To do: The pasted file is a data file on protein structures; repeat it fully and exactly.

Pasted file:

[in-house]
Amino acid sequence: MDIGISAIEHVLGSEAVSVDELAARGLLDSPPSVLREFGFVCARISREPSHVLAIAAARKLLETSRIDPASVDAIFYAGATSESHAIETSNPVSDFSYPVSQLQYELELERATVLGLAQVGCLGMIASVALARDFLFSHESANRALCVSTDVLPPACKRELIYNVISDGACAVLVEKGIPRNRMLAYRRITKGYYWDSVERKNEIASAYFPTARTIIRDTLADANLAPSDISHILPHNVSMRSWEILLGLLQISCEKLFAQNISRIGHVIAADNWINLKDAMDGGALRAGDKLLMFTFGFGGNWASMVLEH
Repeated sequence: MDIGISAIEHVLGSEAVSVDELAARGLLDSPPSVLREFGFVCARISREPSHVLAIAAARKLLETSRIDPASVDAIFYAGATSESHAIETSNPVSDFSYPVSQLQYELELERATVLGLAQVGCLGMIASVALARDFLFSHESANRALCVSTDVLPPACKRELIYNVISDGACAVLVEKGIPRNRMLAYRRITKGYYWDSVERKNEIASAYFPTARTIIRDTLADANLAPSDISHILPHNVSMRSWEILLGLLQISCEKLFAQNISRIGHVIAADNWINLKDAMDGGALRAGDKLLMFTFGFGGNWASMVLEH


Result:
[in-house]
Amino acid sequence: MDIGISAIEHVLGSEAVSVDELAARGLLDSPPSVLREFGFVCARISREPSHVLAIAAARKLLETSRIDPASVDAIFYAGATSESHAIETSNPVSDFSYPVSQLQYELELERATVLGLAQVGCLGMIASVALARDFLFSHESANRALCVSTDVLPPACKRELIYNVISDGACAVLVEKGIPRNRMLAYRRITKGYYWDSVERKNEIASAYFPTARTIIRDTLADANLAPSDISHILPHNVSMRSWEILLGLLQISCEKLFAQNISRIGHVIAADNWINLKDAMDGGALRAGDKLLMFTFGFGGNWASMVLEH
Repeated sequence: MDIGISAIEHVLGSEAVSVDELAARGLLDSPPSVLREFGFVCARISREPSHVLAIAAARKLLETSRIDPASVDAIFYAGATSESHAIETSNPVSDFSYPVSQLQYELELERATVLGLAQVGCLGMIASVALARDFLFSHESANRALCVSTDVLPPACKRELIYNVISDGACAVLVEKGIPRNRMLAYRRITKGYYWDSVERKNEIASAYFPTARTIIRDTLADANLAPSDISHILPHNVSMRSWEILLGLLQISCEKLFAQNISRIGHVIAADNWINLKDAMDGGALRAGDKLLMFTFGFGGNWASMVLEH